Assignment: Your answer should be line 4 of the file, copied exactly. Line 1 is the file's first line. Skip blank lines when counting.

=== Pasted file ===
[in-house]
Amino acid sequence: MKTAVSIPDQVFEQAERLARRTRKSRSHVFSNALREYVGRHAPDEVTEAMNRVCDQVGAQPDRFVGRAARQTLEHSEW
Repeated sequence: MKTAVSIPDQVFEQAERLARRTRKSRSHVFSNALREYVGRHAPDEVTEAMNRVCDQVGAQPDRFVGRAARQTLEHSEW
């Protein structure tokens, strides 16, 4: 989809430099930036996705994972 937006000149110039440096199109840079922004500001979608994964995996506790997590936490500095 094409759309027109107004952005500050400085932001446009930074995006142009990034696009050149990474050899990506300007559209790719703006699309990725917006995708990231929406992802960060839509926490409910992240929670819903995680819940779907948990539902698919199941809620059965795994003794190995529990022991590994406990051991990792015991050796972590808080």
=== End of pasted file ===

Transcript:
């Protein structure tokens, strides 16, 4: 989809430099930036996705994972 937006000149110039440096199109840079922004500001979608994964995996506790997590936490500095 094409759309027109107004952005500050400085932001446009930074995006142009990034696009050149990474050899990506300007559209790719703006699309990725917006995708990231929406992802960060839509926490409910992240929670819903995680819940779907948990539902698919199941809620059965795994003794190995529990022991590994406990051991990792015991050796972590808080």